Climbing Up the Rough Side of the Mountain: Excerpts from a book in progress by Norman and Velma Hill with David Evanier.


Rainbow Beach

Beaches had long been fiercely segregated in Chicago. The NAACP Youth Council had voted to stage a wade-in at Rainbow Beach on the south side of the city in spite of the fact that the adult leadership of the NAACP had discouraged all direct action protests.

The heat rose in waves off the Chicago sidewalks that summer day. Going outside felt almost like walking into a furnace. I put on my shorts and shirt over my bathing suit. I had to use a towel to wipe off the perspiration streaming down my face. It was not just the temperature. It was also the anticipation of danger.

As I left the house, my mother stopped me, gave me a tight hug and said, “Velma, I want you to be very careful. Don’t take chances, and let me know that you’re all right when everything is over.” I had told her about what had happened in the past. A riot had taken place when three black teenage boys unknowingly drifted into the whites-only 29th Street beach, and while swimming, one boy drowned when he was hit by a rock thrown by someone in the white crowd. When the police refused to arrest the killer, a c rowd of angry blacks followed the officer, and whites at the beach surged toward them. Both sides threw stones and bottles. The violence spread into city neighborhoods and lasted for six days, leaving 38 people dead, 537 wounded and thousands homeless due to arson. Since then, blacks had been beaten up when when they tried to go to Rainbow Beach.

I gave my mother a big kiss and said, “Don’t worry, Ma. The police will be there. I’ll call you as soon as we finish the wade-in.”

I got into the car that came to pick me up and I was glad to see Norman smiling at me as I got into the front seat. We had had exactly one date. But I knew that I had fallen in love with him.

I was nervous all right, but I told myself, “Don’t show you’re worried. Be cool. Be confident. And don’t throw up. You’ve got to set a good example.”

When we got to the staging area at the park near the beach, 27 of the 33 people people who had signed up were there. Our team was integrated: there were 10 whites and 17 blacks.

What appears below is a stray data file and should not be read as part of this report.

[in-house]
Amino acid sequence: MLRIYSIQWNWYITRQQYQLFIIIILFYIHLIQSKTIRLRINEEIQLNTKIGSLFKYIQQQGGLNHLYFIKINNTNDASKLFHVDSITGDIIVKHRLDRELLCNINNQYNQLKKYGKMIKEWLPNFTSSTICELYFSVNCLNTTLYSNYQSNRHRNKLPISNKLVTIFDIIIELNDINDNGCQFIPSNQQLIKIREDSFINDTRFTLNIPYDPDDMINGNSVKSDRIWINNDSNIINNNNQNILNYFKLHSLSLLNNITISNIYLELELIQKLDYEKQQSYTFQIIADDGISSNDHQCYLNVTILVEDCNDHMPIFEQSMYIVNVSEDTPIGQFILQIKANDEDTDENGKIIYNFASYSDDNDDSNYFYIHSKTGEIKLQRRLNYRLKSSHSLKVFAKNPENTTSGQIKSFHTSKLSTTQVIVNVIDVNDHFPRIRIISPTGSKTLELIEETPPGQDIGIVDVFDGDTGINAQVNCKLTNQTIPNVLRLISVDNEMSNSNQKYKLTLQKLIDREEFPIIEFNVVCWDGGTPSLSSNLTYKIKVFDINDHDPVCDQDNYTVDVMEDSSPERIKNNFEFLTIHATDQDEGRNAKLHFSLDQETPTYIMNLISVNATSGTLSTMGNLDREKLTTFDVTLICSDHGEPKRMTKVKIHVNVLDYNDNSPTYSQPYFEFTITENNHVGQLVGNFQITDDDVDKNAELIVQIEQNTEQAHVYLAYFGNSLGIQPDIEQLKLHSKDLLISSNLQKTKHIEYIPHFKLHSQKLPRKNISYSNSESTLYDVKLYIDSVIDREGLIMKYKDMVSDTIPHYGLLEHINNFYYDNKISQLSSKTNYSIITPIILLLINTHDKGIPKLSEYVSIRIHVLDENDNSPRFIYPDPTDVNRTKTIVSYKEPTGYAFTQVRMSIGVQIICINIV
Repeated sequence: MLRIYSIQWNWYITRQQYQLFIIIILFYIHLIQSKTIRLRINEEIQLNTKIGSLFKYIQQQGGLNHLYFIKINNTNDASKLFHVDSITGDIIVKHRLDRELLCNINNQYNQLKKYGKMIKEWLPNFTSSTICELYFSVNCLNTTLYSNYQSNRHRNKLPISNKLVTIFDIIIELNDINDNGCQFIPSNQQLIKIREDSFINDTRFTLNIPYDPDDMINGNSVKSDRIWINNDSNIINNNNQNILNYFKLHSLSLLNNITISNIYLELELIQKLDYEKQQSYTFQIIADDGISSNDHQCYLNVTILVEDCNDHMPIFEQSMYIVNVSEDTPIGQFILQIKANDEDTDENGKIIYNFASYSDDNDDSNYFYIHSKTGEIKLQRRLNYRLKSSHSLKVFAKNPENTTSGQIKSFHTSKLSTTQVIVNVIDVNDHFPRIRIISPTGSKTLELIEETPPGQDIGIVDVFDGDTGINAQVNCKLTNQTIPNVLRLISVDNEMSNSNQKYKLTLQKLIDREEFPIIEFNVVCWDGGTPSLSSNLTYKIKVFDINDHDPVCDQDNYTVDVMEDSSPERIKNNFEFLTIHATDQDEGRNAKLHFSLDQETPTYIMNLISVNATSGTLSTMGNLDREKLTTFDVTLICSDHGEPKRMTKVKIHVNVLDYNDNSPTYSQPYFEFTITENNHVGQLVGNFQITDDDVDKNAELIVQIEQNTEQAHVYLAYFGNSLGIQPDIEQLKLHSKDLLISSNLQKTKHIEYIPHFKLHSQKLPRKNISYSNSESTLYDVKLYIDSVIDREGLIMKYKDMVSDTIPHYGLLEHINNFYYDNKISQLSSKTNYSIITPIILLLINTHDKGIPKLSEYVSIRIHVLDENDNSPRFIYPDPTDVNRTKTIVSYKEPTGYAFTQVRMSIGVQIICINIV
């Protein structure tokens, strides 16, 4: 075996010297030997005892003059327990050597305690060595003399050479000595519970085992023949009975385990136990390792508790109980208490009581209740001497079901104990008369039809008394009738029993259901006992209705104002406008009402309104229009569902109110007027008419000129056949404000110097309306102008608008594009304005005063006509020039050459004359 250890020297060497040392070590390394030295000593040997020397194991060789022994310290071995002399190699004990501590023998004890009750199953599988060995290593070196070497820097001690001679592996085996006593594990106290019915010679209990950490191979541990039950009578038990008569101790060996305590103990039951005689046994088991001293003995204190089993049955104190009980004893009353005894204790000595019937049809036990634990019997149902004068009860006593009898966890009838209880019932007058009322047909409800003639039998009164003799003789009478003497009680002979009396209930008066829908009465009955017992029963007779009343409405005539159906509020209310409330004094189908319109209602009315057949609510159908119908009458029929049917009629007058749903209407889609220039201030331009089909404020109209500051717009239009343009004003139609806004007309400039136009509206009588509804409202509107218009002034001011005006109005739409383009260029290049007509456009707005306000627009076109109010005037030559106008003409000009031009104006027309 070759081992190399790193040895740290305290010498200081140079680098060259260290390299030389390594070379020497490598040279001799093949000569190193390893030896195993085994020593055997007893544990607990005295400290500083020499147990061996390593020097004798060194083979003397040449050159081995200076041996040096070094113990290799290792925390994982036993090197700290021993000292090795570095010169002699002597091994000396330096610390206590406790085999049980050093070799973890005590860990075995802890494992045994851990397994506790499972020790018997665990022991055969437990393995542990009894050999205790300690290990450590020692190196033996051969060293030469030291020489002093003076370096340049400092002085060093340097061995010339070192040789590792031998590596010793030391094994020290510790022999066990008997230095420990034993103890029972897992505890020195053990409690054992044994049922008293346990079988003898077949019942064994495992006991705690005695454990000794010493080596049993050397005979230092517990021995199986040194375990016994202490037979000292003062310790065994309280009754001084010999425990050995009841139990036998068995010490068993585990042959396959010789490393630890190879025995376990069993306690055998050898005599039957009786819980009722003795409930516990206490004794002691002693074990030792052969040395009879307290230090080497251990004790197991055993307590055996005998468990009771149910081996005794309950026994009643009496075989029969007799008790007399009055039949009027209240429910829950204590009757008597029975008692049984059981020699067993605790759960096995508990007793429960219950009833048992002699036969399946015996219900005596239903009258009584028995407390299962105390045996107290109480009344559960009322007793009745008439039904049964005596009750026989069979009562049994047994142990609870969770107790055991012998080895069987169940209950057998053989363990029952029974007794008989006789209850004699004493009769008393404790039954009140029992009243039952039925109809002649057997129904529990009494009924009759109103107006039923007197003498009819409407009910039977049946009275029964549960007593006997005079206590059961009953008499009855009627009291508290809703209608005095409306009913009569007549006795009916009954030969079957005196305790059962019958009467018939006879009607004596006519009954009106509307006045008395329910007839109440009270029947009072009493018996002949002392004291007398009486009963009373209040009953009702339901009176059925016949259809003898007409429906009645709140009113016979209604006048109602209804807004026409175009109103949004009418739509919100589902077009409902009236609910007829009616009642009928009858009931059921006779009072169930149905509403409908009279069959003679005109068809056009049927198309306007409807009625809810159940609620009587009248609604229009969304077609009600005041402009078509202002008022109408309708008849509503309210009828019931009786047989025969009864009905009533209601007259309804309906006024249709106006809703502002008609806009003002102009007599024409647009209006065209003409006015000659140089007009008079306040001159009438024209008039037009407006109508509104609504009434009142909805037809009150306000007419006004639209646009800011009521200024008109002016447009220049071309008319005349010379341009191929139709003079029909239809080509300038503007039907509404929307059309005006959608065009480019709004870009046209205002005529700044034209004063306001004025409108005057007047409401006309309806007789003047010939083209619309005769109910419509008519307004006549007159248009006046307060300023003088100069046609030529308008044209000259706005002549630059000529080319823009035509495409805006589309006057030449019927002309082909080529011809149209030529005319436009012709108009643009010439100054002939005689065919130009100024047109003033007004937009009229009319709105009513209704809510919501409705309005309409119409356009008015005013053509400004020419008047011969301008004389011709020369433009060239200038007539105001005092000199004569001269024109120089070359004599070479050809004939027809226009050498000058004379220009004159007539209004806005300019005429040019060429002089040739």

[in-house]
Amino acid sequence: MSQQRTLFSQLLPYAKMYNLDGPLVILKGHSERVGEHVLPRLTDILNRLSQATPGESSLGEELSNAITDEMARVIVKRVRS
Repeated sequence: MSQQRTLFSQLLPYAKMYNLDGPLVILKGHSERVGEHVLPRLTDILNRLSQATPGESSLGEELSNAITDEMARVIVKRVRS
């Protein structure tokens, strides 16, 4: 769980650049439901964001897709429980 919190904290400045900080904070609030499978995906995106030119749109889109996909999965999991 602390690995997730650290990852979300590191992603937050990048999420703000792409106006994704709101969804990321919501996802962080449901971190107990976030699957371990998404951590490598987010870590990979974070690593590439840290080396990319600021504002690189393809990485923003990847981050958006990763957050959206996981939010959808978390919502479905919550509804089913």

As we walked onto the beach, I thought, “Boy, this beach is crowded.” People were playing volleyball, kids were running into the water, families were sitting on blankets and enjoying the afternoon. And they were all white. I looked around, and realized there were no police. As a precaution, I asked one of the white members of our group to phone the police department. He came back form the phone booth and gave me a thumbs-up that he had called and the police knew about the situation.

A group of men were sitting on a high wall near the water. Everyone turned to look at us as we moved slowly toward the water. As we approached, it seemed that all talking stopped, and everyone on the beach was staring at our group. I heard someone yell out, “You’re on the wrong beach, niggers.” I felt as if someone had slapped me across the face.

We tried to ignore the comment, found a place near the water, put down our blankets and started to play checkers, chess and cards. Some took out books and began to read.

After an hour, things got quiet and the beach thinned out. No one was playing volleyball and suddenly the beach was almost deserted. Norman said to me, “There are still no police anywhere.” I signaled the group that we should begin to leave. It was only 4 p.m. and the beach was so still.

We heard a drum beating--at first slowly and then louder and faster. We stood up and began packing our things when we saw a group of big, muscular white men, some in bathing suits but most in street clothes, approaching us from the right. Norman spotted another group approaching us from the left. At first they walked slowly.

As we walked, I started to sing “We Shall Overcome” and the others joined in. The drumbeats got louder and louder--like beating hearts. The phalanx of men moved toward us. Now we saw that they were carrying chains, bats and rocks. Only one face stood out to me. His body was tanned but his face was chalk-like, as though someone had drained it of all color. His ice blue hate-filled eyes seemed almost dead, as they stared out of his pinched, pockmarked face. He was the leader of the group.

Our backs were to the water. The only way off the beach was to walk past this angry mob. Someone from our group whispered, “Let’s get the hell out of here.” We kept singing. Rocks started flying. I felt a sharp pain in the back of my head and blood covered my white shirt. I was going down and Norman held me up and carried me as our group ran into a beach house several yards away. We locked the door, but we could hear the mob pounding, trying to get in. Suddenly we heard police sirens and then nothing. Someone outside yelled, “Open the door--this is the police. Is anybody hurt?” I was bleeding badly. They must have seen the blood on the ground outside the door. An ambulance came.
At the hospital, Norman was at my side, holding my hand. It took seventeen stitches to close my head wound. Other demonstrators had cuts and bruises. As I came out of the treatment area into the hospital waiting room, I was glad to see that everyone in our group was there.

We all agreed to come back the next week--and every week--until the beach was safe. And we did.







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David Evanier



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